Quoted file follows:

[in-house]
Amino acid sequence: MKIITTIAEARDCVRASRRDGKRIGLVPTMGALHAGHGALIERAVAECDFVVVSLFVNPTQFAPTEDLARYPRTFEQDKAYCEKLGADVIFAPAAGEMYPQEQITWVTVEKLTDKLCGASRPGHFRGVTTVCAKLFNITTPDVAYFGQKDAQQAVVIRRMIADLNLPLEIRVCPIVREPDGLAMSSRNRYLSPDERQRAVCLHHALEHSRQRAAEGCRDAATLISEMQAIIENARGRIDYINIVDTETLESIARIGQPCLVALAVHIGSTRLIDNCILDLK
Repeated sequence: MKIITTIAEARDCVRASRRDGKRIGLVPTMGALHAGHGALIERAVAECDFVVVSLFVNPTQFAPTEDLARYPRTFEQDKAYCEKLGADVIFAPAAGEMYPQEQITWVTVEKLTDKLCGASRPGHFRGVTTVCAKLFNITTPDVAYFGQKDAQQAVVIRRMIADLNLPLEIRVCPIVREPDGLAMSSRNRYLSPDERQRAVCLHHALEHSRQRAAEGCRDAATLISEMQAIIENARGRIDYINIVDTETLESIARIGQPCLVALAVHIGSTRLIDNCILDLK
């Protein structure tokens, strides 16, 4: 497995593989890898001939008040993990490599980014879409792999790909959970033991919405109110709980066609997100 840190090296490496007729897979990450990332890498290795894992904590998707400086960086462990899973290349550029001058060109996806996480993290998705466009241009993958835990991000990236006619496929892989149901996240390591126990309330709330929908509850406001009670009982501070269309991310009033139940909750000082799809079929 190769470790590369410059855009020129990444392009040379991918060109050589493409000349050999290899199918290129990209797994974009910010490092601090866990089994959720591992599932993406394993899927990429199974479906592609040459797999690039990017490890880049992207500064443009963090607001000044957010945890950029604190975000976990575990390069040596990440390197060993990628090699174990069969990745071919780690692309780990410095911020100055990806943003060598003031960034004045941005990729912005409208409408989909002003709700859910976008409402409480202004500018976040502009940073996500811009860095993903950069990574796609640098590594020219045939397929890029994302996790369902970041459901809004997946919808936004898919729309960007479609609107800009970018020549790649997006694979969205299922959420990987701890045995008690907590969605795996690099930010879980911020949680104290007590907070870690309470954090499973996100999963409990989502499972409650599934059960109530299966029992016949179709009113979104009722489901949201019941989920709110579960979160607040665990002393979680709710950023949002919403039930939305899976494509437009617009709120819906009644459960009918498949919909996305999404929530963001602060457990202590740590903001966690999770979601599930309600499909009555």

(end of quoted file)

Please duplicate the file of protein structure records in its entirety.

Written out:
[in-house]
Amino acid sequence: MKIITTIAEARDCVRASRRDGKRIGLVPTMGALHAGHGALIERAVAECDFVVVSLFVNPTQFAPTEDLARYPRTFEQDKAYCEKLGADVIFAPAAGEMYPQEQITWVTVEKLTDKLCGASRPGHFRGVTTVCAKLFNITTPDVAYFGQKDAQQAVVIRRMIADLNLPLEIRVCPIVREPDGLAMSSRNRYLSPDERQRAVCLHHALEHSRQRAAEGCRDAATLISEMQAIIENARGRIDYINIVDTETLESIARIGQPCLVALAVHIGSTRLIDNCILDLK
Repeated sequence: MKIITTIAEARDCVRASRRDGKRIGLVPTMGALHAGHGALIERAVAECDFVVVSLFVNPTQFAPTEDLARYPRTFEQDKAYCEKLGADVIFAPAAGEMYPQEQITWVTVEKLTDKLCGASRPGHFRGVTTVCAKLFNITTPDVAYFGQKDAQQAVVIRRMIADLNLPLEIRVCPIVREPDGLAMSSRNRYLSPDERQRAVCLHHALEHSRQRAAEGCRDAATLISEMQAIIENARGRIDYINIVDTETLESIARIGQPCLVALAVHIGSTRLIDNCILDLK
């Protein structure tokens, strides 16, 4: 497995593989890898001939008040993990490599980014879409792999790909959970033991919405109110709980066609997100 840190090296490496007729897979990450990332890498290795894992904590998707400086960086462990899973290349550029001058060109996806996480993290998705466009241009993958835990991000990236006619496929892989149901996240390591126990309330709330929908509850406001009670009982501070269309991310009033139940909750000082799809079929 190769470790590369410059855009020129990444392009040379991918060109050589493409000349050999290899199918290129990209797994974009910010490092601090866990089994959720591992599932993406394993899927990429199974479906592609040459797999690039990017490890880049992207500064443009963090607001000044957010945890950029604190975000976990575990390069040596990440390197060993990628090699174990069969990745071919780690692309780990410095911020100055990806943003060598003031960034004045941005990729912005409208409408989909002003709700859910976008409402409480202004500018976040502009940073996500811009860095993903950069990574796609640098590594020219045939397929890029994302996790369902970041459901809004997946919808936004898919729309960007479609609107800009970018020549790649997006694979969205299922959420990987701890045995008690907590969605795996690099930010879980911020949680104290007590907070870690309470954090499973996100999963409990989502499972409650599934059960109530299966029992016949179709009113979104009722489901949201019941989920709110579960979160607040665990002393979680709710950023949002919403039930939305899976494509437009617009709120819906009644459960009918498949919909996305999404929530963001602060457990202590740590903001966690999770979601599930309600499909009555």